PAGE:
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137-year-old shipwreck, doomed by sudden fog, found in Mich.

By Mitchell Willetts, The Charlotte Observer
Published: March 30, 2024, 5:32am

Sudden fog, bad luck and the vessel’s own captain doomed the steamship Milwaukee, experts say. Now, 137 years later, the lost wreckage has been found, and it’s “remarkably intact.”

First put to work in 1868, the Milwaukee undertook many different jobs over its 18-year life, but its final voyage came in 1886, after dropping off a routine shipment of lumber, the Michigan Shipwreck Research Association said in a March 23 statement.

Though the Milwaukee was lost long ago, the group recently announced it discovered the sunken wreckage in June 2023 n Lake Michigan near the town of Holland. Holland is southwest of Grand Rapids.

The find was possible thanks to modern technology and newspaper clippings.

The association “documented the wreck using a remote operated vehicle (ROV) assembled specifically for this project by the team’s engineer, Jack,” the statement said.

“But it was newspaper accounts of the sinking that provided the clues we needed to locate the shipwreck,” team member Valerie van Heest said. The info was used to create a search grid.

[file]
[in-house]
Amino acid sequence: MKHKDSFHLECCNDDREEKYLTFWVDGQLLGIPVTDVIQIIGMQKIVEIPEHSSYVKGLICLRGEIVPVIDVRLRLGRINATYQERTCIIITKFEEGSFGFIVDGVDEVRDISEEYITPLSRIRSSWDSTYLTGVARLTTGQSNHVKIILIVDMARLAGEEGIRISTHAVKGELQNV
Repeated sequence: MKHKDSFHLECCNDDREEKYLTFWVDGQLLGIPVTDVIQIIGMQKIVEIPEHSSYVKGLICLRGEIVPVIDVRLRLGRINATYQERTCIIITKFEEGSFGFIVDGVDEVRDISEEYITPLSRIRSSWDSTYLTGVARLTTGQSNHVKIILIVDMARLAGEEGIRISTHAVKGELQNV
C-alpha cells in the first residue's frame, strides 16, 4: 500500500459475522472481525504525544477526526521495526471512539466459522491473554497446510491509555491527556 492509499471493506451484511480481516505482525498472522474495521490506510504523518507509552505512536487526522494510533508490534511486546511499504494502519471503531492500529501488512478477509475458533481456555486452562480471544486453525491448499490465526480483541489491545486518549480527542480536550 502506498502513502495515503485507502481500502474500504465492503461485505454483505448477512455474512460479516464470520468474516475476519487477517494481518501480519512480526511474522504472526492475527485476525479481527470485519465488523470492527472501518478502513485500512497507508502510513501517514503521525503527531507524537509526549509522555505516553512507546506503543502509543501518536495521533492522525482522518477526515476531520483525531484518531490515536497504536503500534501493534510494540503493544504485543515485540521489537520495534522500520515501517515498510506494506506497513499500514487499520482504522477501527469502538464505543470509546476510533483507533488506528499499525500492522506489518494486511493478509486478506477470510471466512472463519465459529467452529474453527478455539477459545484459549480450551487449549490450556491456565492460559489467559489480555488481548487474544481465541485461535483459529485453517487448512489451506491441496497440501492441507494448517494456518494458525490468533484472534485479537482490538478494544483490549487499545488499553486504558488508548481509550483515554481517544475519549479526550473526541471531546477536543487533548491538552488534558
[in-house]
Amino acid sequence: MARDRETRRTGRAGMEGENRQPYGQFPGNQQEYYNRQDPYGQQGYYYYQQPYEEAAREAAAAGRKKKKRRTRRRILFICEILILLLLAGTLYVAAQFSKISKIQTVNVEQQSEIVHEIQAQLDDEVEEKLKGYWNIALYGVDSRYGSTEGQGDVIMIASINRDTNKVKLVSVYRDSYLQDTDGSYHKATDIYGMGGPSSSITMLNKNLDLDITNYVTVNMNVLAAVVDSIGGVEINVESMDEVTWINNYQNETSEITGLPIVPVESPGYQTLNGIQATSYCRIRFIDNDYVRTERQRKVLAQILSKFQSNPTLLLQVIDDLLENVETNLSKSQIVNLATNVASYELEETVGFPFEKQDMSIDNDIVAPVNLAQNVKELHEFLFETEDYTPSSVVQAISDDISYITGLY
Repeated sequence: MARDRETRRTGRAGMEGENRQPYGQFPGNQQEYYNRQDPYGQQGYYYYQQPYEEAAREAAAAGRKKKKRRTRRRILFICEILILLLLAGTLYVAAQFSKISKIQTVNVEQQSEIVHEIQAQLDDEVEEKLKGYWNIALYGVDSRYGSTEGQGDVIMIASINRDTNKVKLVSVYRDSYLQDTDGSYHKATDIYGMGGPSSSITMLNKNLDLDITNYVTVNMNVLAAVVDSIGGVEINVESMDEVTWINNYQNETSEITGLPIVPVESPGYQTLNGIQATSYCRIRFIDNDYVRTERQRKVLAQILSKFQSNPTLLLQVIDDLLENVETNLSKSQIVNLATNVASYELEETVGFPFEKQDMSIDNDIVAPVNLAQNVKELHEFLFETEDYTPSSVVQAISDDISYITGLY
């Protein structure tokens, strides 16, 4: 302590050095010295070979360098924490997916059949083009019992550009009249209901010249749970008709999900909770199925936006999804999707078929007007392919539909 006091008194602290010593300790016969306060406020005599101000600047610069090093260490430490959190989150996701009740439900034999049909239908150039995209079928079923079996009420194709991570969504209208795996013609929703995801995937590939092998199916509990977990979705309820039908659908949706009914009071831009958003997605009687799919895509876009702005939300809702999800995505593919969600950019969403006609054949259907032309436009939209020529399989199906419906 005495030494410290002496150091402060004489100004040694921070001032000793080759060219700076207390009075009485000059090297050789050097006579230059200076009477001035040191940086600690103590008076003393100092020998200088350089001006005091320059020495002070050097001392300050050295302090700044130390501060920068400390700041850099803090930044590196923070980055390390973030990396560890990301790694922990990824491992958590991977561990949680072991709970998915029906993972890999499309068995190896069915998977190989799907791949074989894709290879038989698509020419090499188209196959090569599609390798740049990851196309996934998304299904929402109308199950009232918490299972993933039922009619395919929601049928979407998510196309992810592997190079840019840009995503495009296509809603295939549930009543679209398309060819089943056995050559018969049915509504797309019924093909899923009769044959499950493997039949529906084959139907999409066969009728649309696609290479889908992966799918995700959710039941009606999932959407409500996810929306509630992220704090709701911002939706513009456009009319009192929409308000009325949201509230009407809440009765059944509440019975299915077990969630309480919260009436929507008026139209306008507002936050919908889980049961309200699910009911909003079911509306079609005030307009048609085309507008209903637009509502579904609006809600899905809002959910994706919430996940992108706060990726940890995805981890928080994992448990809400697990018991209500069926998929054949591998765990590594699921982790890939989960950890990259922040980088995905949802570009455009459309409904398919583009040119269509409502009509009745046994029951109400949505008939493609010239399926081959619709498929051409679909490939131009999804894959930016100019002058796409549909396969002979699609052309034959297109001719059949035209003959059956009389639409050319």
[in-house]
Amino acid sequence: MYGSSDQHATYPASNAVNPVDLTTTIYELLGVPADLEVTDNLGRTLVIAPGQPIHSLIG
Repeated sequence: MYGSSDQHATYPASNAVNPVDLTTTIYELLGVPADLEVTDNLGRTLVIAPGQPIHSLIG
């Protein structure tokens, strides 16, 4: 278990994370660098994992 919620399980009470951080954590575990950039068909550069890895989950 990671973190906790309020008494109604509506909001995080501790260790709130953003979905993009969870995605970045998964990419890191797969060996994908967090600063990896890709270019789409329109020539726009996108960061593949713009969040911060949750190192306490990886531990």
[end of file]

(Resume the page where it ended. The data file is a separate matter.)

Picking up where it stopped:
With the exception of smoke drifting overhead from distant wildfires, it was a clear Michigan night when the ship sank, the group said. Another vessel, the Hickox, was carrying a lumber shipment nearby, and both ships were on a course to collide with each other if not corrected. A lookout on the Milwaukee, Dennis Harrington, spotted the Hickox’s lights and warned his captain.

Both vessels should have slowed down and turned to avoid possible collision, but neither decided it was necessary because conditions were clear and visibility high, the association said. But soon, a thick fog suddenly rolled in, “rendering them both blind.”

The captain of the Hickox turned and tried to signal a warning with his ship’s steam whistle, but when he pulled on the whistle’s chain, it broke.

Meanwhile, the captain of the Milwaukee “froze,” not knowing where the Hickox could be hidden in the fog. By the time he could see the Hickox, it was too late.

The Hickox appeared out of the fog and slammed into the side of the Milwaukee, the group said. The impact launched the Milwaukee’s lookout, Harrington, into the water and almost capsized the entire vessel.

Harrington “disappeared into the fog” and died, according to the association.

The Hickox returned to the now-sinking Milwaukee and rescued the ship’s crew, with help from another nearby ship responding to their pleas for help. They were unable to stop the Milwaukee from sinking, but all crew members besides Harrington were saved.

Researchers were impressed with the wreckage, which they say is “remarkably intact.”

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